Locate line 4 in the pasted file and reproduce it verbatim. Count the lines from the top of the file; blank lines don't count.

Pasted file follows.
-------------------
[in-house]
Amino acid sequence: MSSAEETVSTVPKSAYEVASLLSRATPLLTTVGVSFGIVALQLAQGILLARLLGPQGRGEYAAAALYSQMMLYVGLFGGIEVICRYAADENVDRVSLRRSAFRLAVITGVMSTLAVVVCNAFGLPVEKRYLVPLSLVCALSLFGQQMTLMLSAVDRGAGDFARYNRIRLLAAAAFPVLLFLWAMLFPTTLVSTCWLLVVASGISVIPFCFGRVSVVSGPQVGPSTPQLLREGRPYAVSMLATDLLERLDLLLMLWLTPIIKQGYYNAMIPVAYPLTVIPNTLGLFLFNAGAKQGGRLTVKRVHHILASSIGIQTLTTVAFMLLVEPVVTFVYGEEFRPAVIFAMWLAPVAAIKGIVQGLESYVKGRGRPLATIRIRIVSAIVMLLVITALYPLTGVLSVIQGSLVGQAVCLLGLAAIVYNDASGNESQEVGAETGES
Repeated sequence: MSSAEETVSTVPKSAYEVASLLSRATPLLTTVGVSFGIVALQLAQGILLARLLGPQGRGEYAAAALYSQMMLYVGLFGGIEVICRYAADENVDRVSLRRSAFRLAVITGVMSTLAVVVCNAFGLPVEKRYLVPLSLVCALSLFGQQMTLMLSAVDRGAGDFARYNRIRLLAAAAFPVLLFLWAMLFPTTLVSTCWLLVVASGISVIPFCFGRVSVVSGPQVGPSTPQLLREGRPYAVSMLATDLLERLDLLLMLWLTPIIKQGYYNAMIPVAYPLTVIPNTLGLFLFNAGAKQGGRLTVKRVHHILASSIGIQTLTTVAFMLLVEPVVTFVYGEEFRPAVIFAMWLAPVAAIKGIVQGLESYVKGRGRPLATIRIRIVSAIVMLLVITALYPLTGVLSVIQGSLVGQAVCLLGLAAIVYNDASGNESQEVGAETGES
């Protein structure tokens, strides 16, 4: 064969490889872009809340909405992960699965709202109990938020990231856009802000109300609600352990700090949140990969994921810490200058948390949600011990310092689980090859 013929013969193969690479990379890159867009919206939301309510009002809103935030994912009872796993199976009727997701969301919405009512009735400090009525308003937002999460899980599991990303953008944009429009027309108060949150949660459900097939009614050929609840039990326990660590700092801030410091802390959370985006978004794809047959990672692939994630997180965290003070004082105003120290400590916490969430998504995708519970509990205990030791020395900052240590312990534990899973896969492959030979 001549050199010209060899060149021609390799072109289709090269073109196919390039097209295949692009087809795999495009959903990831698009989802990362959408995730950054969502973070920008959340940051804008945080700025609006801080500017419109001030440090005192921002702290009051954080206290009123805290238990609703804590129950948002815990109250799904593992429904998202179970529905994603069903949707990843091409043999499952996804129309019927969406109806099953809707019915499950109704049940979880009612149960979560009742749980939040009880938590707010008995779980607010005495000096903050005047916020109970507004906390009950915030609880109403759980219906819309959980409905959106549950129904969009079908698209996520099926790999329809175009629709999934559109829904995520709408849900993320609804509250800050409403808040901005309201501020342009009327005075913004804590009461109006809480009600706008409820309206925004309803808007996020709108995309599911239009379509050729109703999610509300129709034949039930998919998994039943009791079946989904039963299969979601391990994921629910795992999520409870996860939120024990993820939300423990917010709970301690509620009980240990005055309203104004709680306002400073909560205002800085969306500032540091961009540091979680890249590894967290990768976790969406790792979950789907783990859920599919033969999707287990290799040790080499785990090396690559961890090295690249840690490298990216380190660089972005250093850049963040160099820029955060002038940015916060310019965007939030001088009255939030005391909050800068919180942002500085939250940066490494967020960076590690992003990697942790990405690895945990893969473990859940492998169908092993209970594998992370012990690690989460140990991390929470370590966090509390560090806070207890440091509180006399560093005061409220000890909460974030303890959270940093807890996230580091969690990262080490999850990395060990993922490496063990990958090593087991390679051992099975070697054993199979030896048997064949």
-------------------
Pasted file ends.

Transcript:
């Protein structure tokens, strides 16, 4: 064969490889872009809340909405992960699965709202109990938020990231856009802000109300609600352990700090949140990969994921810490200058948390949600011990310092689980090859 013929013969193969690479990379890159867009919206939301309510009002809103935030994912009872796993199976009727997701969301919405009512009735400090009525308003937002999460899980599991990303953008944009429009027309108060949150949660459900097939009614050929609840039990326990660590700092801030410091802390959370985006978004794809047959990672692939994630997180965290003070004082105003120290400590916490969430998504995708519970509990205990030791020395900052240590312990534990899973896969492959030979 001549050199010209060899060149021609390799072109289709090269073109196919390039097209295949692009087809795999495009959903990831698009989802990362959408995730950054969502973070920008959340940051804008945080700025609006801080500017419109001030440090005192921002702290009051954080206290009123805290238990609703804590129950948002815990109250799904593992429904998202179970529905994603069903949707990843091409043999499952996804129309019927969406109806099953809707019915499950109704049940979880009612149960979560009742749980939040009880938590707010008995779980607010005495000096903050005047916020109970507004906390009950915030609880109403759980219906819309959980409905959106549950129904969009079908698209996520099926790999329809175009629709999934559109829904995520709408849900993320609804509250800050409403808040901005309201501020342009009327005075913004804590009461109006809480009600706008409820309206925004309803808007996020709108995309599911239009379509050729109703999610509300129709034949039930998919998994039943009791079946989904039963299969979601391990994921629910795992999520409870996860939120024990993820939300423990917010709970301690509620009980240990005055309203104004709680306002400073909560205002800085969306500032540091961009540091979680890249590894967290990768976790969406790792979950789907783990859920599919033969999707287990290799040790080499785990090396690559961890090295690249840690490298990216380190660089972005250093850049963040160099820029955060002038940015916060310019965007939030001088009255939030005391909050800068919180942002500085939250940066490494967020960076590690992003990697942790990405690895945990893969473990859940492998169908092993209970594998992370012990690690989460140990991390929470370590966090509390560090806070207890440091509180006399560093005061409220000890909460974030303890959270940093807890996230580091969690990262080490999850990395060990993922490496063990990958090593087991390679051992099975070697054993199979030896048997064949």